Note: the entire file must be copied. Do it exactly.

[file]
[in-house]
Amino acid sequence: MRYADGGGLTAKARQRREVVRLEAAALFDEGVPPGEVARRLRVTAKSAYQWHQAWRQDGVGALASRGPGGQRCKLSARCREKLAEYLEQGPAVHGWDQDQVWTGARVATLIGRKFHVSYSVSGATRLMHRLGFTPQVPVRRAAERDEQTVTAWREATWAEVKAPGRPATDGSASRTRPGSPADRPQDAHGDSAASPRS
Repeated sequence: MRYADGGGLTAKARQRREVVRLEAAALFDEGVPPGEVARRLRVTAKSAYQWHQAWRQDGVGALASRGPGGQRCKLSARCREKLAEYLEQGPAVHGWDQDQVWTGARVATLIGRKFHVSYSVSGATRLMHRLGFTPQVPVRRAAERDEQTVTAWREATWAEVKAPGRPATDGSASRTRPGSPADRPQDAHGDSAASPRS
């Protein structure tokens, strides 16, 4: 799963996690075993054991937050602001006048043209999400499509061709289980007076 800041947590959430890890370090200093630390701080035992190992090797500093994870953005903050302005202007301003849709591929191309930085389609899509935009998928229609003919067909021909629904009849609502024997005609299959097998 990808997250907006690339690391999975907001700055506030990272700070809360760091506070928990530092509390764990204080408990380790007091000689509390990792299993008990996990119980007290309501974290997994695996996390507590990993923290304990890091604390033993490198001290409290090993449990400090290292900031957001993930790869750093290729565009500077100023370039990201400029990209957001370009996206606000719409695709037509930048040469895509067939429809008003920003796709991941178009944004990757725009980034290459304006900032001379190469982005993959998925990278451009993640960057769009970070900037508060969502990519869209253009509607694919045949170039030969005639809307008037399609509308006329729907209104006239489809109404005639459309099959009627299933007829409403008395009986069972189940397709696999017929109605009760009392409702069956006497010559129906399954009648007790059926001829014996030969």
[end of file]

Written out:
[in-house]
Amino acid sequence: MRYADGGGLTAKARQRREVVRLEAAALFDEGVPPGEVARRLRVTAKSAYQWHQAWRQDGVGALASRGPGGQRCKLSARCREKLAEYLEQGPAVHGWDQDQVWTGARVATLIGRKFHVSYSVSGATRLMHRLGFTPQVPVRRAAERDEQTVTAWREATWAEVKAPGRPATDGSASRTRPGSPADRPQDAHGDSAASPRS
Repeated sequence: MRYADGGGLTAKARQRREVVRLEAAALFDEGVPPGEVARRLRVTAKSAYQWHQAWRQDGVGALASRGPGGQRCKLSARCREKLAEYLEQGPAVHGWDQDQVWTGARVATLIGRKFHVSYSVSGATRLMHRLGFTPQVPVRRAAERDEQTVTAWREATWAEVKAPGRPATDGSASRTRPGSPADRPQDAHGDSAASPRS
């Protein structure tokens, strides 16, 4: 799963996690075993054991937050602001006048043209999400499509061709289980007076 800041947590959430890890370090200093630390701080035992190992090797500093994870953005903050302005202007301003849709591929191309930085389609899509935009998928229609003919067909021909629904009849609502024997005609299959097998 990808997250907006690339690391999975907001700055506030990272700070809360760091506070928990530092509390764990204080408990380790007091000689509390990792299993008990996990119980007290309501974290997994695996996390507590990993923290304990890091604390033993490198001290409290090993449990400090290292900031957001993930790869750093290729565009500077100023370039990201400029990209957001370009996206606000719409695709037509930048040469895509067939429809008003920003796709991941178009944004990757725009980034290459304006900032001379190469982005993959998925990278451009993640960057769009970070900037508060969502990519869209253009509607694919045949170039030969005639809307008037399609509308006329729907209104006239489809109404005639459309099959009627299933007829409403008395009986069972189940397709696999017929109605009760009392409702069956006497010559129906399954009648007790059926001829014996030969």